Ken Egervari wrote:
First, what version of postgres, and have you run VACUUM ANALYZE recently? Also, please attach the result of running EXPLAIN ANALYZE. (eg, explain analyze select s.* from shipment ...)
I'm using postgres 8.0. I wish I could paste explain analyze, but I won't be at work for a few days. I was hoping some Postgres/SQL experts here would be able to simply look at the query and make recommendations because it's not a very difficult or unique query.
That's the problem. Without explain analyze, it's hard to say why it is performing weird, because it *does* look like a straightforward query.
It's very possible that you don't have up-to-date statistics, which causes postgres to make a bad estimate of what the fastest plan is.
I run VACUUM ANALYZE religiously. I even dumped the production database and used it as my test database after a full vacuum analyze. It's really as fresh as it can be.
Good. Again, this is just the first precaution, as not everyone is as careful as you. And without the explain analyze, you can't tell what the planner estimates are.
I don't know how to make Hibernate do what you want, but if you change the query to using subselects (not all databases support this, so hibernate might not let you), you can see a performance improvement.
Yes, Hibernate supports sub-selects. In fact, I can even drop down to JDBC explicitly, so whatever SQL tricks out there I can use will work on Hibernate. In what way will sub-selects improve this query?
When doing massive joins across multiple tables (as you are doing) it is frequently faster to do a couple of small joins where you only need a couple of rows as input to the rest. Something like:
select * from shipment s where s.carrier_code_id in (select cc.id from carrier_code cc join carrier c on cc.carrier_id = c.id) and s.current_status_id in (select cs.id from shipment_status cs where ...)
Again it's something that you can try. I have found quite a few of my queries performed much better with subselects. I'm guessing it's because with big queries it has a harder time figuring out how to refactor (the decision tree becomes big). But I'm not really sure. I just know it can work.
Also sometimes using explicit joins can be worse than just letting the query manager figure it out. So something like select s.* from shipment s, carrier_code cc, carrier c, ... where s.carrier_code_id = cc.id and c.id = cc.carrier_id and ....
I think I can avoid using joins in Hibernate, but it makes the query harder to maintain. How much of a performance benefit are we talking with this change? Since hibernate is an object language, you don't actually have to specify many joins. You can use the "dot" notation.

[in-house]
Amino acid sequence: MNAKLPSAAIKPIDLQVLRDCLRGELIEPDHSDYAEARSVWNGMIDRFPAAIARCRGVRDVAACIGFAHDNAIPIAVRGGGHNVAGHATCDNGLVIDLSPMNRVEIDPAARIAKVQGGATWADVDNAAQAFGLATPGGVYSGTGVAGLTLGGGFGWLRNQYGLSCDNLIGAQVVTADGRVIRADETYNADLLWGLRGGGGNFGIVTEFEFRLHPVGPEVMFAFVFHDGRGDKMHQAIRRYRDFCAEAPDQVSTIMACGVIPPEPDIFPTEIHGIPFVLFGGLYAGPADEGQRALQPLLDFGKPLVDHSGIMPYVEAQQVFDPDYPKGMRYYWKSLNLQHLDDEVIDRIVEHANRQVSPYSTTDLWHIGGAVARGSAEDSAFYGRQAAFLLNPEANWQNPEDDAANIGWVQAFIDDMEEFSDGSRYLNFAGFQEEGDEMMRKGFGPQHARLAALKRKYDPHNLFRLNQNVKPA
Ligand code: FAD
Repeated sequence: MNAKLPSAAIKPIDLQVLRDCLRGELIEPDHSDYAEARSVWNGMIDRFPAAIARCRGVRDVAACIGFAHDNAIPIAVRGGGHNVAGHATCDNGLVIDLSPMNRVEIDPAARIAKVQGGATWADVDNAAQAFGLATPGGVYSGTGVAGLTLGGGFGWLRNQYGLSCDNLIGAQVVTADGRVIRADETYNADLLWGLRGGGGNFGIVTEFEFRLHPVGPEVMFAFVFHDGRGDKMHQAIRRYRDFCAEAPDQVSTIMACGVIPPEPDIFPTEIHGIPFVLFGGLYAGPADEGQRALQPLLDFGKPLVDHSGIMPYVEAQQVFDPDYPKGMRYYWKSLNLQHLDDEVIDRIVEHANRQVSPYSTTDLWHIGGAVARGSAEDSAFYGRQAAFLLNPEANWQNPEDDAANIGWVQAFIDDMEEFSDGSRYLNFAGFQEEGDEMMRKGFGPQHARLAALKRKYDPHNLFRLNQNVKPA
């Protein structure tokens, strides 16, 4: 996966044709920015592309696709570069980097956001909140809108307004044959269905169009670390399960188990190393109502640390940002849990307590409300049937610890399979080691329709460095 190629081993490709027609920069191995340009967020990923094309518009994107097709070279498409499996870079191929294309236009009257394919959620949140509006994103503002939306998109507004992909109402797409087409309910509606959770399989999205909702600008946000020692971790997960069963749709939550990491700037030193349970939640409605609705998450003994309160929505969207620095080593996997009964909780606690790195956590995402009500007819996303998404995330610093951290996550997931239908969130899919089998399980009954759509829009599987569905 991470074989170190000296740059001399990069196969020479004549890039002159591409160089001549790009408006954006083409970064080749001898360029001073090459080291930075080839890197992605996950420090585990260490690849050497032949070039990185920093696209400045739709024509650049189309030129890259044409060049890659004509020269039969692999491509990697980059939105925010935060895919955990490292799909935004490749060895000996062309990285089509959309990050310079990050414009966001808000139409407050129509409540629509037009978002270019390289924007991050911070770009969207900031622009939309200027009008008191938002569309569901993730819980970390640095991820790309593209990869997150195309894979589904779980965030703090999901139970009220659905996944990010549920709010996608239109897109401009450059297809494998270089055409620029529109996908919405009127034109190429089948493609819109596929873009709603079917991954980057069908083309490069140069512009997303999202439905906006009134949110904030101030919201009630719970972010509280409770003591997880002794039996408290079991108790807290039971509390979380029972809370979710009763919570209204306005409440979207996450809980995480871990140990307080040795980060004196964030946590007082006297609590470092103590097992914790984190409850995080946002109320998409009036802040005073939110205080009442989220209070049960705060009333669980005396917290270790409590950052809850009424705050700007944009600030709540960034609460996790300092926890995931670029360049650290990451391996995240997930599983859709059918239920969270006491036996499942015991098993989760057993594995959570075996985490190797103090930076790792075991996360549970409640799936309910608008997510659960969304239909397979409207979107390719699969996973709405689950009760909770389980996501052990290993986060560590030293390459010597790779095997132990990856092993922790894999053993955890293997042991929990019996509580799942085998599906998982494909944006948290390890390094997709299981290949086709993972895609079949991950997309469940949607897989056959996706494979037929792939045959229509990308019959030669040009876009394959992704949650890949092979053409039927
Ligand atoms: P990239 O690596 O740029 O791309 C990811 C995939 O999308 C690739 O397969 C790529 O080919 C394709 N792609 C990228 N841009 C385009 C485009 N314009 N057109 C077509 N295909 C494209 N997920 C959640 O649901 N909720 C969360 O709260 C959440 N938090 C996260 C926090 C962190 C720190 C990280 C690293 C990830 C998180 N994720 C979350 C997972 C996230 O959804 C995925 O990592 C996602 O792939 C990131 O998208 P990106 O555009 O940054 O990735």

I'm not saying this *will* improve performance. It is just something to try. It very easily could not be worth the overhead.
Query query = session.createQuery( "select shipment " + "from Shipment shipment " + " inner join shipment.cargoControlNumber.carrierCode.carrier.persons person " + " inner join shipment.currentStatus currentStatus " + " inner join currentStatus.releaseCode releaseCode " + " left join fetch shipment.currentStatus " + "where " + " person.id = :personId and " + " shipment.isPurged = false and " + " releaseCode.number = '9' and " + " currentStatus is not null and " + " currentStatus.date >= current_date - 31 " + "order by currentStatus.date desc" );
query.setParameter( "personId", personId );
query.setFirstResult( firstResult ); query.setMaxResults( maxResults );
As you can see, it's fairly elegant language and maps to SQL quite well.
But again, since this is generated from another program (Hibernate), I really don't know how you tell it how to tune the SQL. Probably the biggest "non-bug" performance improvements are from tuning the SQL.
I agree, but the ones I've tried aren't good enough. I have made these indexes that apply to this query as well as others in my from looking at my SQL scripts. Many of my queries have really sped up to 14 milliseconds from these indexes. But I can't make this query run any faster.
CREATE INDEX carrier_to_person_person_id_idx ON carrier_to_person USING btree (person_id); CREATE INDEX carrier_to_person_carrier_id_idx ON carrier_to_person USING btree (carrier_id); CREATE INDEX carrier_code_carrier_id_idx ON carrier_code USING btree (carrier_id); CREATE INDEX shipment_carrier_code_id_idx ON shipment USING btree (carrier_code_id); CREATE INDEX current_status_date_idx ON shipment_status USING btree (date); CREATE INDEX shipment_current_status_id_idx ON shipment USING btree (current_status_id); CREATE INDEX shipment_status_shipment_id_idx ON shipment_status USING btree (shipment_id);
Thanks for your responses everyone. I'll try and get you that explain analyze. I'm just not at work at the moment but this is a problem that I'm simply puzzled and worried about. I'm getting all of this from CVS on my work server.
There is also the possibility that you are having problems with cross-column correlation, or poor distribution of a column. Postgres doesn't keep cross-column statistics, so if 2 columns are correlated, then it mis-estimates selectivity, and might pick the wrong plan.
In general your query looks decent, we just need to figure out what is going on.
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